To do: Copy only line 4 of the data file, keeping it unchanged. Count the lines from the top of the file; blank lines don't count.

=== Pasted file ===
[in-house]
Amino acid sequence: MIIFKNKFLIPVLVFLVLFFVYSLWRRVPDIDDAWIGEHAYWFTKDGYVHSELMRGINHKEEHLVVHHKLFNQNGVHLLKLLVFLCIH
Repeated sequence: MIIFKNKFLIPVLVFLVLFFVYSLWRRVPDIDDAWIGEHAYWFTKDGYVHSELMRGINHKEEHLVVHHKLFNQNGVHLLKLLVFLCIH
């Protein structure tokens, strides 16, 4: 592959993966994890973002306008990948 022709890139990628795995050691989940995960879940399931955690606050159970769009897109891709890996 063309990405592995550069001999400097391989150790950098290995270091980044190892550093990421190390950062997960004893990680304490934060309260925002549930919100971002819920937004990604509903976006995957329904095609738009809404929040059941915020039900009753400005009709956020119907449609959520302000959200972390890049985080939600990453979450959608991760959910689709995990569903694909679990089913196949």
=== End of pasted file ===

């Protein structure tokens, strides 16, 4: 592959993966994890973002306008990948 022709890139990628795995050691989940995960879940399931955690606050159970769009897109891709890996 063309990405592995550069001999400097391989150790950098290995270091980044190892550093990421190390950062997960004893990680304490934060309260925002549930919100971002819920937004990604509903976006995957329904095609738009809404929040059941915020039900009753400005009709956020119907449609959520302000959200972390890049985080939600990453979450959608991760959910689709995990569903694909679990089913196949």